During the days of Noah, the entire earth had become so wicked, primarily through violence, that God decided to
destroy the earth with a flood.
The flood killed everything bird and land dwelling animal, but in particular the flood destroyed the entire human race, except for those on the ark with Noah and his family.
“And all flesh died that moved on the earth: birds and cattle and beasts and every creeping thing that creeps on the earth, and every man. All in whose nostrils was the breath of the spirit of life, all that was on the dry land, died. So He destroyed all living things which were on the face of the ground: both man and cattle, creeping thing and bird of the air. They were destroyed from the earth. Only Noah and those who were with him in the ark remained alive” (Genesis 7.21–23).
Not until we get to the New Testament, do we discover that the Flood of Noah was a type of baptism into Christ,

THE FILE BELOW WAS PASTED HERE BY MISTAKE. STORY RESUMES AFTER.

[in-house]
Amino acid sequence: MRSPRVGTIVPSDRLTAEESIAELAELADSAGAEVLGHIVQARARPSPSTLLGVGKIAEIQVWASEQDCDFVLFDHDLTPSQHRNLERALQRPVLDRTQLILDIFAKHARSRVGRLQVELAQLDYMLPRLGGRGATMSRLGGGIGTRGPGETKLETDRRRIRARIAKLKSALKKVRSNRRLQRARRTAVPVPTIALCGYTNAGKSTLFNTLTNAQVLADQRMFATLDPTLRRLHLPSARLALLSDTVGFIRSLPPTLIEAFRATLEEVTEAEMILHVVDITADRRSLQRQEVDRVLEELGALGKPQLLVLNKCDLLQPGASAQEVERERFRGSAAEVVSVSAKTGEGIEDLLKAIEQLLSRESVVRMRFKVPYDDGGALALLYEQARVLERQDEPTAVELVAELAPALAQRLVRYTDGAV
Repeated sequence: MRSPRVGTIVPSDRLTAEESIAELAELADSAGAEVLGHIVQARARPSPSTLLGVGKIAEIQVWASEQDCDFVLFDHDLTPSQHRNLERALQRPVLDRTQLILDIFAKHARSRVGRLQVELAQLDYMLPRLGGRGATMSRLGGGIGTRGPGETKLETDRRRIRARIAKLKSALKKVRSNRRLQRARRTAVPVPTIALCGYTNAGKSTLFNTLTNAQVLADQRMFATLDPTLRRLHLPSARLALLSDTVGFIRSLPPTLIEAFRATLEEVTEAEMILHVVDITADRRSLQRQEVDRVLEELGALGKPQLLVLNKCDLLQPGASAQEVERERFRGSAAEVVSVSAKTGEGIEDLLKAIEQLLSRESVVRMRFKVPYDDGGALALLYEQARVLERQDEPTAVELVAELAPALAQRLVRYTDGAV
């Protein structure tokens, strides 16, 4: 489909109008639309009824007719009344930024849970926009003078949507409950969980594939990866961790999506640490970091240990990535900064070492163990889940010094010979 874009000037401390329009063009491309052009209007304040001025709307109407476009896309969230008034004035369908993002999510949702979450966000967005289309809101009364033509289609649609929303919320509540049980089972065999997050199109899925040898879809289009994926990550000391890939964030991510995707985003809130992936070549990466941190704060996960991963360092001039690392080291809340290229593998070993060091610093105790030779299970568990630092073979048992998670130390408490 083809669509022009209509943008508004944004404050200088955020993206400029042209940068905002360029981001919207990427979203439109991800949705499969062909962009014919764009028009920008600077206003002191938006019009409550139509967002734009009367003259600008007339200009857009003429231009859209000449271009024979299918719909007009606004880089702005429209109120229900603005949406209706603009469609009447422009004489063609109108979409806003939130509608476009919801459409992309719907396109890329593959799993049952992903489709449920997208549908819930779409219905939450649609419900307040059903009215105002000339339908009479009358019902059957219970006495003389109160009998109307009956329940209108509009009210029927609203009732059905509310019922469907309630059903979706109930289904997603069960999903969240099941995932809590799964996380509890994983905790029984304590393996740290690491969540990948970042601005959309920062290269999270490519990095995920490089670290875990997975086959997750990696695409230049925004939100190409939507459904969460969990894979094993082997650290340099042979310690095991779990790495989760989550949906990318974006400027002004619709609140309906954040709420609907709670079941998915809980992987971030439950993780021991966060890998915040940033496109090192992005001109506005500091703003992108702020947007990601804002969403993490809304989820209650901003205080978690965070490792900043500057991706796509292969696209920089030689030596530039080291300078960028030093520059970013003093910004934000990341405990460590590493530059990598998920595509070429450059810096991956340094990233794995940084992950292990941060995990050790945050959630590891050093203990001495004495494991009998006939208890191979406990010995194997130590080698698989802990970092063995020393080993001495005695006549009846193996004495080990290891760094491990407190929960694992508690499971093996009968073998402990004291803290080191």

“For Christ also suffered once for sins, the just for the unjust, that He might bring us to God, being put to death in the flesh but made alive by the Spirit, by whom also He went and preached to the spirits in prison, who formerly were disobedient, when once the Divine longsuffering waited in the days of Noah, while the ark was being prepared, in which a few, that is, eight souls, were saved through water. There is also an antitype which now saves us—baptism (not the removal of the filth of the flesh, but the answer of a good conscience toward God), through the resurrection of Jesus Christ, who has gone into heaven and is at the right hand of God, angels and authorities and powers having been made subject to Him” (1 Peter 3.18–22).
Even as the Flood washed away the filth of the world, saving Noah and his family, so baptism, Peter says by the Spirit, saves us, washing away our sins.